Information systems researchers have also adopted the idea, and are beginning to investigate mechanism designs which build on the idea of creating property rights in attention (see Applications).
According to digital culture expert Kevin Kelly, the modern attention economy is increasingly one where the consumer product costs nothing to reproduce and the problem facing the supplier of the product lies in adding valuable intangibles that cannot be reproduced at any cost.
This is done, for instance, by creating filters to make sure the first content a viewer sees is relevant, of interest, or with the approval of demographics.
"..an information-rich world, the wealth of information means a dearth of something else: a scarcity of whatever it is that information consumes.
Dedicating too much attention to these interactions can lead to "social interaction overload", i.e.
when people are overwhelmed in managing their relationships with others, for instance in the context of social network services in which people are the subject of a high level of social solicitations.
Traditional media advertisers followed a model that suggested consumers went through a linear process they called AIDA - Attention, Interest, Desire and Action.
Attention is therefore a major and the first stage in the process of converting non-consumers.
Sending huge numbers of e-mail messages costs spammers very little, since the costs of e-mail messages are spread out over the internet service providers that distribute them (and the recipients who must spend attention dealing with them).
What information consumes is rather obvious: it consumes the attention of its recipients. Goldhaber have adopted the term "attention economy" (Davenport & Beck 2001).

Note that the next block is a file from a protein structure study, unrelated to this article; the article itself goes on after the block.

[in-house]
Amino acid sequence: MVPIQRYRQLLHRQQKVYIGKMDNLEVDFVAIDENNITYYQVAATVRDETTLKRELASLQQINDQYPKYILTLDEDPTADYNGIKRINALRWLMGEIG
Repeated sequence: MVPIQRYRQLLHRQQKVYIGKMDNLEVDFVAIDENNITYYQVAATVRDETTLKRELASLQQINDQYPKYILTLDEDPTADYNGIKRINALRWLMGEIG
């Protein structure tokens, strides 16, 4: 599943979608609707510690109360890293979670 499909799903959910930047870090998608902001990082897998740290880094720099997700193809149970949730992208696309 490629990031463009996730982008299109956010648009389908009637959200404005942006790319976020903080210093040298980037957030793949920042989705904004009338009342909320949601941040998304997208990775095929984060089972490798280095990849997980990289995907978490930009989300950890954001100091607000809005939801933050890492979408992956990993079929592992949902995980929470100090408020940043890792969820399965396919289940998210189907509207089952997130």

Hence a wealth of information creates a poverty of attention and a need to allocate that attention efficiently among the overabundance of information sources that might consume it" (Simon 1971, pp. He noted that many designers of information systems incorrectly represented their design problem as information scarcity rather than attention scarcity, and as a result they built systems that excelled at providing more and more information to people, when what was really needed were systems that excelled at filtering out unimportant or irrelevant information (Simon 1996, pp. In recent years, Simon's characterization of the problem of information overload as an economic one has become more popular. Some writers have even speculated that "attention transactions" will replace financial transactions as the focus of our economic system (Goldhaber 1997, Franck 1999).
This means that the site will not run as smoothly/quickly as possible and could result in certain functionality not working as designed.
Attention economics is an approach to the management of information that treats human attention as a scarce commodity, and applies economic theory to solve various information management problems.
Dolgin also states that a superfluidity of information may hinder the decision making of an individual who keeps searching and comparing products as long as it promises to provide more than it is using up.